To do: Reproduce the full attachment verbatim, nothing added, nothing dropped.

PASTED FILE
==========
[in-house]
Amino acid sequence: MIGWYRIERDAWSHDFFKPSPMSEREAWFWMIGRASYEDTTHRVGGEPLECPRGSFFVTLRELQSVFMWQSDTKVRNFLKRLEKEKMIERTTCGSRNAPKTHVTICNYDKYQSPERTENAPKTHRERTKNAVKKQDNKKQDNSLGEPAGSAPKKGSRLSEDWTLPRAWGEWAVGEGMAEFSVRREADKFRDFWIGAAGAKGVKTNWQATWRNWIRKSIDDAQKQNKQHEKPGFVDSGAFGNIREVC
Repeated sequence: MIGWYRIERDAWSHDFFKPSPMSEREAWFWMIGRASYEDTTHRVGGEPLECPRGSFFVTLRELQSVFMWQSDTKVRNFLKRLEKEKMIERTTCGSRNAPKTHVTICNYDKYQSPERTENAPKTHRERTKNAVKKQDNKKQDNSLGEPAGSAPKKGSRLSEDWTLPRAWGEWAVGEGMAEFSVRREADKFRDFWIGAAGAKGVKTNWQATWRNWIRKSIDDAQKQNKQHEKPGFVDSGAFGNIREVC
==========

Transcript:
[in-house]
Amino acid sequence: MIGWYRIERDAWSHDFFKPSPMSEREAWFWMIGRASYEDTTHRVGGEPLECPRGSFFVTLRELQSVFMWQSDTKVRNFLKRLEKEKMIERTTCGSRNAPKTHVTICNYDKYQSPERTENAPKTHRERTKNAVKKQDNKKQDNSLGEPAGSAPKKGSRLSEDWTLPRAWGEWAVGEGMAEFSVRREADKFRDFWIGAAGAKGVKTNWQATWRNWIRKSIDDAQKQNKQHEKPGFVDSGAFGNIREVC
Repeated sequence: MIGWYRIERDAWSHDFFKPSPMSEREAWFWMIGRASYEDTTHRVGGEPLECPRGSFFVTLRELQSVFMWQSDTKVRNFLKRLEKEKMIERTTCGSRNAPKTHVTICNYDKYQSPERTENAPKTHRERTKNAVKKQDNKKQDNSLGEPAGSAPKKGSRLSEDWTLPRAWGEWAVGEGMAEFSVRREADKFRDFWIGAAGAKGVKTNWQATWRNWIRKSIDDAQKQNKQHEKPGFVDSGAFGNIREVC